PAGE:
Captain Antilles, I Presume


93824_R.jpg As observant readers might have noticed, I had a bit of subliminal Star Wars on the brain over the past week. Yesterday I tromped off to go see the latest (last?) installment in the franchise—a just reward for surviving my finals (Civ Pro in particular).

I liked it, and I liked it a lot.

It’s certainly not a great film, and, A. O. Scott notwithstanding, it’s definitely not the best film in the series. It is, though, the third-best movie in the franchise, brought low only by Lucas’ leaden ear for dialog and some unfortunate acting. The action sequences are spectacular, yet they never break down into incoherence (apparently, Steven Spielberg had a hand in designing several of them). Most importantly, the downfall of Anakin Skywalker is invested with Shakespearean depth (but, alas, without the Shakespearean language); he is undone by his own ambition and overreaching.

By far the best acting in the film is done by Ian McDiarmid, who plays the evil Palpatine; second honors go to Ewan MacGregor, doing his best Alec Guinness accent. Frank Oz, voicing an entirely computer-generated Yoda, more than holds his own, and even the much-lambasted Hayden Christensen manages to have some moments of his own. Natalie Portman, however, doesn’t have much to do in the movie other than look like she’s got a pregnancy prosthetic strapped to her belly.

One theme that ran through the entire film was how it was a transition to the the world of the first three films. The design of the artifacts in the film, particularly the spacecraft, look forward to what we’ll see in Episode IV (keep your eyes peeled for a cameo by the Millennium Falcon very early in the film), and the dialogue echos famous lines from the original trilogy, creating thematic bonds and resonances for the later films.

Overall, it’s not quite a masterpiece, but a very satisfying conclusion nonetheless. I just might have to go see it again.

Two side notes: near the end of the film, a character called “Captain Antilles” makes a brief appearance. Captain Antilles is presumably the father, or perhaps the uncle, of Wedge Antilles (aka Red 2), the only non-starring character in the first trilogy to appear in all three films. Denis Lawson, the actor who played Wedge, is the uncle of Ewan MacGregor… who, of course, plays, Obi-Wan Kenobi.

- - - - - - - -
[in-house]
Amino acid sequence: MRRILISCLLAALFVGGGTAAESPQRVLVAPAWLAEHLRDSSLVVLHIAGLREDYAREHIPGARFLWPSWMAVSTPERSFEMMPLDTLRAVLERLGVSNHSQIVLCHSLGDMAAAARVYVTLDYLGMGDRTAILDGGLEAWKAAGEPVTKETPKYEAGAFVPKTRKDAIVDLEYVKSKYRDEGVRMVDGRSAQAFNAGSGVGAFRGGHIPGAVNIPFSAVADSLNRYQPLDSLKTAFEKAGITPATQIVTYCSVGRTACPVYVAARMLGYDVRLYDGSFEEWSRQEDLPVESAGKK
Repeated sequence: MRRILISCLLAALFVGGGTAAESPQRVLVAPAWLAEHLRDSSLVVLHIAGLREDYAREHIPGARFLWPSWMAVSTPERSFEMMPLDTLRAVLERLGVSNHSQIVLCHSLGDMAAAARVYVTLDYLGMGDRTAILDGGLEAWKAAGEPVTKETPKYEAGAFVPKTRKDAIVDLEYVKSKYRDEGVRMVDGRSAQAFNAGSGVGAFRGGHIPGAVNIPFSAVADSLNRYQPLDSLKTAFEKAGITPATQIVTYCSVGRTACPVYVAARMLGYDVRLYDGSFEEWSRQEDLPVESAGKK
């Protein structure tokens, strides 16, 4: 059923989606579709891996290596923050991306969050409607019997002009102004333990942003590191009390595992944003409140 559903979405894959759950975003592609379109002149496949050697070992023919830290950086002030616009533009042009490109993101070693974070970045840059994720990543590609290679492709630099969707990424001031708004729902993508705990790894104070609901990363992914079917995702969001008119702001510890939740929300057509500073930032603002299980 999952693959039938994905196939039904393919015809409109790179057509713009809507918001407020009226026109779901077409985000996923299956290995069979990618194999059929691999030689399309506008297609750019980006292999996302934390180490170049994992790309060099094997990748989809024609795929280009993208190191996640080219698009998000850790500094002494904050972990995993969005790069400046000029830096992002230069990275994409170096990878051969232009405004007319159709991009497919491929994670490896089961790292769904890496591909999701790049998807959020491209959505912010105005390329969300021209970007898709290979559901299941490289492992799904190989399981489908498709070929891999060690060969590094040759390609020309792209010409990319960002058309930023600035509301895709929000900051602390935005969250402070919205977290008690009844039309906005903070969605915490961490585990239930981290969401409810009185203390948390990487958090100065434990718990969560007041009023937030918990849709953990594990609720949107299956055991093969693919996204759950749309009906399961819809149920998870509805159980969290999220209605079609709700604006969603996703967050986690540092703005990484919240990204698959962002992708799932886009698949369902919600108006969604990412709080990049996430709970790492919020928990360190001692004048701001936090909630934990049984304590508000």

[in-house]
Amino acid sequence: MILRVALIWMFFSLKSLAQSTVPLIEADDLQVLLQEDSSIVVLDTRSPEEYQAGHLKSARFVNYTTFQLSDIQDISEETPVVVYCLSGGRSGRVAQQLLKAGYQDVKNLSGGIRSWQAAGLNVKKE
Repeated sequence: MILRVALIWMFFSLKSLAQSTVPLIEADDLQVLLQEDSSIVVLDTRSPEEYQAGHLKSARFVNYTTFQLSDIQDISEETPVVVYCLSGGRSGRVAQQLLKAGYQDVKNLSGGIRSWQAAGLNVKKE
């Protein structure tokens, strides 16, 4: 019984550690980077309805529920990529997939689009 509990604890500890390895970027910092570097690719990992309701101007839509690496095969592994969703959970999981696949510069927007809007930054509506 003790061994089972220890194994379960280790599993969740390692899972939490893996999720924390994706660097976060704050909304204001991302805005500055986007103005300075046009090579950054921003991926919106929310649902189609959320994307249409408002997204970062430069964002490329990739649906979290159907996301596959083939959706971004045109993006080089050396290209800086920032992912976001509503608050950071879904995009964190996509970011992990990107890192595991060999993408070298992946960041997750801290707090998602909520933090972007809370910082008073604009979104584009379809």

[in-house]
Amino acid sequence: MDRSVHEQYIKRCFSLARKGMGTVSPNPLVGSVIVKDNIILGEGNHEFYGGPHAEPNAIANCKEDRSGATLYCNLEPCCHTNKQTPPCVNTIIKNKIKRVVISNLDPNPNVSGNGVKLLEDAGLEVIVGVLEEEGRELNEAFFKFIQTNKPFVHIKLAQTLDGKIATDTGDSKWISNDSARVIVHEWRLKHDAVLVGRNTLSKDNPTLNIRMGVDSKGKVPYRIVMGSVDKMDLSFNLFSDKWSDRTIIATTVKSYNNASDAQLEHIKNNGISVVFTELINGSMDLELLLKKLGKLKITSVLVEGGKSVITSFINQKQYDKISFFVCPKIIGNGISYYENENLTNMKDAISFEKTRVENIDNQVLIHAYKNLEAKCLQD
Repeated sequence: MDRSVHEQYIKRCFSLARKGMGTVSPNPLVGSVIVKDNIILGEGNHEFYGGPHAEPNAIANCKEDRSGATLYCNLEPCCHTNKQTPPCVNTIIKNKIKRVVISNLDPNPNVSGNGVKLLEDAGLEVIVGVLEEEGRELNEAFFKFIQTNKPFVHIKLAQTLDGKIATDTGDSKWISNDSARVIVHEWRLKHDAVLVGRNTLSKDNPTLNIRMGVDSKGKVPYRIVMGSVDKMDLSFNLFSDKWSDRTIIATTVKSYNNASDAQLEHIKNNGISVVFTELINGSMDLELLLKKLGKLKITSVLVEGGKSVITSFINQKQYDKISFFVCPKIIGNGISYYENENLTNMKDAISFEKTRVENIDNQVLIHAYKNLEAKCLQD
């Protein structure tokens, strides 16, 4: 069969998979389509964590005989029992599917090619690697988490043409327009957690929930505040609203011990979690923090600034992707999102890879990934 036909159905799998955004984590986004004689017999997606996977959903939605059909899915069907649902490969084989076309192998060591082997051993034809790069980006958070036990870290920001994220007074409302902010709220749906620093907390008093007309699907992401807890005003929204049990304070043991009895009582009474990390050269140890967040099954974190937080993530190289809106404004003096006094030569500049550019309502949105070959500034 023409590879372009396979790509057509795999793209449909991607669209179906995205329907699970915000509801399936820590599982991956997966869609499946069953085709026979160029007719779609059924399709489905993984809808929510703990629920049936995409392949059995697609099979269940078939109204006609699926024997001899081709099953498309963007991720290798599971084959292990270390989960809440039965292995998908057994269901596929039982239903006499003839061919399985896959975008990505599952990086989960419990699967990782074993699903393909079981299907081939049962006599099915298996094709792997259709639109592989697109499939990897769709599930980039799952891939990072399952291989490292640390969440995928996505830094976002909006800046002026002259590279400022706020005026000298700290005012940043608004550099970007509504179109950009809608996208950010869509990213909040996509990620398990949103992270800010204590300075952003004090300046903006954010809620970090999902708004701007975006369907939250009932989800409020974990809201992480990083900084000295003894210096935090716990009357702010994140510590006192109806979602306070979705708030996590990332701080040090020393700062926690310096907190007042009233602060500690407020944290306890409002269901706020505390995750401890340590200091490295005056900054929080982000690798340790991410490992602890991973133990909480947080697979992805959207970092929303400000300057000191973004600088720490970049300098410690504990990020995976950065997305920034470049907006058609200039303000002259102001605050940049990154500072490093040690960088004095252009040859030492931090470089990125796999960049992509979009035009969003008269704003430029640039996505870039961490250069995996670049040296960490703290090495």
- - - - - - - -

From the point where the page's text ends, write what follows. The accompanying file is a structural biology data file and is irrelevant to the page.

And second, Global Voices is tracking international reaction to the film. It’s truly a global phenomenon.

Now to get started on the $%@! writing competition.


Good luck with the competition. Although I am paid a bit to write, I'm often edited to death. Onward & Upward.....

See, I thought McDiarmid was terrible. Why exactly did he need to start imitating Gollum's voice halfway through? I thought he did a good job in Eps 1 and 2, and started off well in Episode 3 but by the end was just god-awful.

I thought the acting as a whole was bad, the writing was atrocious, and the fall of Darth Vader was actually really weak. It would've been much more satisfying had he made the conscious decision as an adult to turn to the dark side, for whatever reason (whether it was the thought that he could have saved Padme, or out of lust for power, or whatever). Instead, he acted like a petulant child throughout the entire movie; not once did we get a glimpse of the power and majesty that would be associated with Darth Vader later. When they finally strapped the helmet on and suddenly we hear the old Vader voice I almost laughed out loud; the transition from whiny high-pitched boy voice to deep sinister man voice was just too much for me. There was no real sense of his inner goodness or nobility; he was just a spoiled child.

I enjoyed the movie more than Episodes 1 and 2, definitely, and the fights and battles and special effects were mind-blowing, really. But I also found the plot and character development and dialogue to all be weak and really disappointing. After Episodes 1 and 2, where nothing useful happens, he had to cram so much into Episode 3 that he just lost so much of the power he could've generated had he covered it adequately... or at least that's my opinion. :)

Captian Antilles is NO relation to Wedge Antilles. The Captain is from Alderaan and Wedge is from Corellia.

I do not yet know if or when I will see this thing, but I thought the review (eviceration, really) in the New Yorker a couple weeks ago was side-splittingly hilarious. And true.

My 5-yr-old snuck off to see this with his dad--his only complaint-not enough wookiees. He thought there would be a much bigger army.

Okay, I saw it. Mildly amusing. More of the same. This experiment has now run its course. Alas, there is no success story, here, although Lucas has added several hundred million more dollars to his coffers with which he will doubtless produce Star Wars television programming for years to come, and probably crank out at least one more tepid Indiana Jones sequel. After all, he has to do something to pass the time. If Star Wars is going to have legs, it will be with today's kiddies. But as for us -- the so-called "Star Wars generation" -- I suggest it's high time to say sayonara, get off this bus, move on.

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